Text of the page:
Wednesday, April 16, 2008

The taste for story - "Too - much - goin' - on!"

Back to that James Wood interview for a minute, and "the essential juvenility of plot." He said it, not me! Wood immediately admits that he doesn't really mean it anyway, he's exaggerating for effect.

Wood is not really making an argument here. He's just stating a preference, a preference for "fiction in which not a lot happens in obvious ways." It's a preference I share - give me Richardson over Fielding, Austen over Scott. Chekhov, Proust, Beckett. Give me Malone Dies (plot summary: Malone dies).

There's a distinction I should make between story and incident. Everyone wants a strong story. It's the taste for incident that really matters. Clarissa has only three or four major incidents, that, over the course of 200 pages, might make for a taut thriller. Over the actual 2,000 or so pages, they become secondary. Or look at Proust - a fair part of "Combray" is devoted to details about how the narrator falls asleep, and the climax is when our young hero runs off to say farewell to his favorite hawthorn bush.* Dumas (or Hugo, or Dickens), fills his long books with much more incident. A lot more just happens, even if the basic story is not much more complex.

The quote in the title is something meine Frau heard at a showing of the remake of Shaft. The dashes should be read as pauses, the inflection should be increasing - land hard on the last word. It's a brilliant piece of literary criticism. Incident is often mistaken for story, even by professional writers. A good action movie has a simple, possibly even mindless plot, but complicated episodes. Writers, like the Shafters, often get this wrong. We want fewer plot twists, but more cool incidents.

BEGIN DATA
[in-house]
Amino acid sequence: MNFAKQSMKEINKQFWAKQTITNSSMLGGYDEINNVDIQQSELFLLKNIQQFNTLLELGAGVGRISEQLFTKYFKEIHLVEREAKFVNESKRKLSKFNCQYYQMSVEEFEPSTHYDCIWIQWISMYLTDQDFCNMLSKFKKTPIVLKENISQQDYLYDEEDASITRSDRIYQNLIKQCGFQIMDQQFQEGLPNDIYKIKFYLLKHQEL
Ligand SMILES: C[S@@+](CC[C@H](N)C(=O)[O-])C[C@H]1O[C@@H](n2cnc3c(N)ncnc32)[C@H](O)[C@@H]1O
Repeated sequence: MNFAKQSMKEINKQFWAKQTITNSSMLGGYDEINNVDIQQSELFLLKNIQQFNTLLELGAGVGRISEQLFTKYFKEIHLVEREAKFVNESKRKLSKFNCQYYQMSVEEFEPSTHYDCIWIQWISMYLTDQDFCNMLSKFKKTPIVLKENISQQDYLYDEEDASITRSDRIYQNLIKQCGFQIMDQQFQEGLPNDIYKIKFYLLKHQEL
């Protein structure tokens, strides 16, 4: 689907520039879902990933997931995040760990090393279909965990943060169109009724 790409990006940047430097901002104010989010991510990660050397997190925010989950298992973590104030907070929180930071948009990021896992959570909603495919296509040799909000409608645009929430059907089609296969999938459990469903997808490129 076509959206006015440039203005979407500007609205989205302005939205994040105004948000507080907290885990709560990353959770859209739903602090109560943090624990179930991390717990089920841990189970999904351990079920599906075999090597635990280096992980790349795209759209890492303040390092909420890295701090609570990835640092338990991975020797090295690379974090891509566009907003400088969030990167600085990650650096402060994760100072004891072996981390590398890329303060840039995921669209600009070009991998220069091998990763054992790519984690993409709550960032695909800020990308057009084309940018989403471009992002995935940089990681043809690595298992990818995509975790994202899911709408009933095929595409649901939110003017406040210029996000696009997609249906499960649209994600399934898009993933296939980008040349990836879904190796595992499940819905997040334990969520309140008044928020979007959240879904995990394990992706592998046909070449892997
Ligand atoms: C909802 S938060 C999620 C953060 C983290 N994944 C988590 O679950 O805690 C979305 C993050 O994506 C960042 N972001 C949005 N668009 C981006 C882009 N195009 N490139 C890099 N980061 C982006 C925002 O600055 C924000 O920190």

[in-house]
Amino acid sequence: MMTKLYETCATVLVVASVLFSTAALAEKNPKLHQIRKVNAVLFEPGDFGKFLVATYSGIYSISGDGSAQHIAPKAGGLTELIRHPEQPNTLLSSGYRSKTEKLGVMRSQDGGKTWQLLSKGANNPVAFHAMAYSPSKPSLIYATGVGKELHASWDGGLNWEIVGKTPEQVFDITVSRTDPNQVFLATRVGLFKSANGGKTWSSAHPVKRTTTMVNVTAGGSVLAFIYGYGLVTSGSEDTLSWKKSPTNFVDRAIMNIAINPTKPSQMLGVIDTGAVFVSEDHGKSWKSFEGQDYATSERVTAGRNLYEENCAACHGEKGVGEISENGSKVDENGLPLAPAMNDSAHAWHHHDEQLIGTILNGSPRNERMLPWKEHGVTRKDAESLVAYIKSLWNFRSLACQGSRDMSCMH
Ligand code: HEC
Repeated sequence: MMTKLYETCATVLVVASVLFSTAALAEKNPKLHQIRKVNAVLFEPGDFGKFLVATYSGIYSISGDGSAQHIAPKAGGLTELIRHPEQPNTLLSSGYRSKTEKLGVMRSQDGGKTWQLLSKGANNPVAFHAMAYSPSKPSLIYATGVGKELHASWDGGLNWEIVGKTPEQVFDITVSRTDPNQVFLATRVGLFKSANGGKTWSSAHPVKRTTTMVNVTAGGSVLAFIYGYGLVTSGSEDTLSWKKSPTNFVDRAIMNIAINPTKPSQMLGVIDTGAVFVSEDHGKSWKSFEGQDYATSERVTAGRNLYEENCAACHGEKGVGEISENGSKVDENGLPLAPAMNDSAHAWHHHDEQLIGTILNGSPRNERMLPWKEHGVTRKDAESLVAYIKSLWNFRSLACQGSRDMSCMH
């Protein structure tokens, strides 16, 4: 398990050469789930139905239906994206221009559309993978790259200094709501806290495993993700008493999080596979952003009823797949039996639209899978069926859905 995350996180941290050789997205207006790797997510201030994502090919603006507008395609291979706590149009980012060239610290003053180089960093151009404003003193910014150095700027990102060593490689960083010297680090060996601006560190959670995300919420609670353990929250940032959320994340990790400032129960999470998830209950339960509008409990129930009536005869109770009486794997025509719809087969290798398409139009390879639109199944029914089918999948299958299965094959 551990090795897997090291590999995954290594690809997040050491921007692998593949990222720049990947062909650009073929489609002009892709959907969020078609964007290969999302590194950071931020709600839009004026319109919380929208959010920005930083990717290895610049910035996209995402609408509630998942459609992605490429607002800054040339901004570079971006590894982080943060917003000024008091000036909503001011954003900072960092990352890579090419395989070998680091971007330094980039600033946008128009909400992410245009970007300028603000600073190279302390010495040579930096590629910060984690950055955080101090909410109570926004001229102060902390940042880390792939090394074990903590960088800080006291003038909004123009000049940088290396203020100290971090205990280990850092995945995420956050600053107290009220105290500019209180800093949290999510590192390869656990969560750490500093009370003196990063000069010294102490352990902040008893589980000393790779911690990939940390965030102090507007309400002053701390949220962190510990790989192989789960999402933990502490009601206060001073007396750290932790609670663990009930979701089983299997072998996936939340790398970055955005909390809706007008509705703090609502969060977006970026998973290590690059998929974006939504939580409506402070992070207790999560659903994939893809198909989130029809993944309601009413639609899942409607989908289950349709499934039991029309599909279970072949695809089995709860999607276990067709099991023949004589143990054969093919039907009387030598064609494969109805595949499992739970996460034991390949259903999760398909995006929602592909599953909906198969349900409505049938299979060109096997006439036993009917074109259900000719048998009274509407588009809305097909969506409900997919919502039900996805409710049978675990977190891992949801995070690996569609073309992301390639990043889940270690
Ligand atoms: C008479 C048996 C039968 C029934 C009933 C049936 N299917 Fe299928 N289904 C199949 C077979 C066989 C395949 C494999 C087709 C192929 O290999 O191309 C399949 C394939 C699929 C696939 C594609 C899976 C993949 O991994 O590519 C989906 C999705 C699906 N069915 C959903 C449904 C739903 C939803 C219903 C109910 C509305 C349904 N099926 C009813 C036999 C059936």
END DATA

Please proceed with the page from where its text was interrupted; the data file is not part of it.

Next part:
The taste for incident is sometimes described as immature (action movies, video games). We're supposed to outgrow it, just as we're supposed to cultivate or somehow acquire a taste for sophistication in music. Honestly, is this anything but snobbery? The use of incident can be extremely subtle. Orlando Furioso is almost nothing but incidents, piled up to the moon, ingeniously woven together. Ovid's Metamorphoses works similarly - the fragments and stories are individually brilliant, but the transitions are marvels.

My preferences are ceteris paribus. I prefer less to more, all else equal, but with the great writers, all else is never equal. Rabelais, Cervantes, Byron, Waugh - their wonderful books are bursting with activity. Now I don't know what to think. Maybe I like it all. Save that thought for tomorrow.

Anyway, this has to influence how I write about stories. If I don't put a high value on story, then I won't be as thoughtful about revealing surprises as I perhaps should. Maybe writing this out will remind me to be more careful. Probably not. De gustibus non disputandum est. Nonsense, we dispute other people's tastes all the time. But how often do we argue with our own?

* The most pathetic scene in all of literature? Marcel gives the hawthorn a big hug, tearing up his little suit and hat. What a great book.


  1. Some of the most frustrating books I've read have been all incident without a satisfying overall story arc, including at least one book from the 18C, and I think it's common for novelists from the 18C and earlier to write novels with lots and lots of incidents (unless you're Richardson). Some of them do it well (Fielding) and other don't. Overall, I think I tend to prefer fewer incidents, but really, I think it just depends on how well the author writes them.

  2. Absolutely, incident can be a few words of dialogue that change everything or a single gesture filled with meaning...In that sense, plot or story don't matter but all the little stuff going on beneath the STORY do...
    I love the idea of arguing with my own taste!

  3. I thought about mentioning the old French "romances" and German Baroque novels, most of which now fall into the "unreadable" category, for just the reason you state. They used to be the norm. But I didn't think I knew enough about them.

    verbivore, I'm always asking, how does he do it, how does she do it - how do they tell a story? And every great writer, it turns out, has come up with a different answer.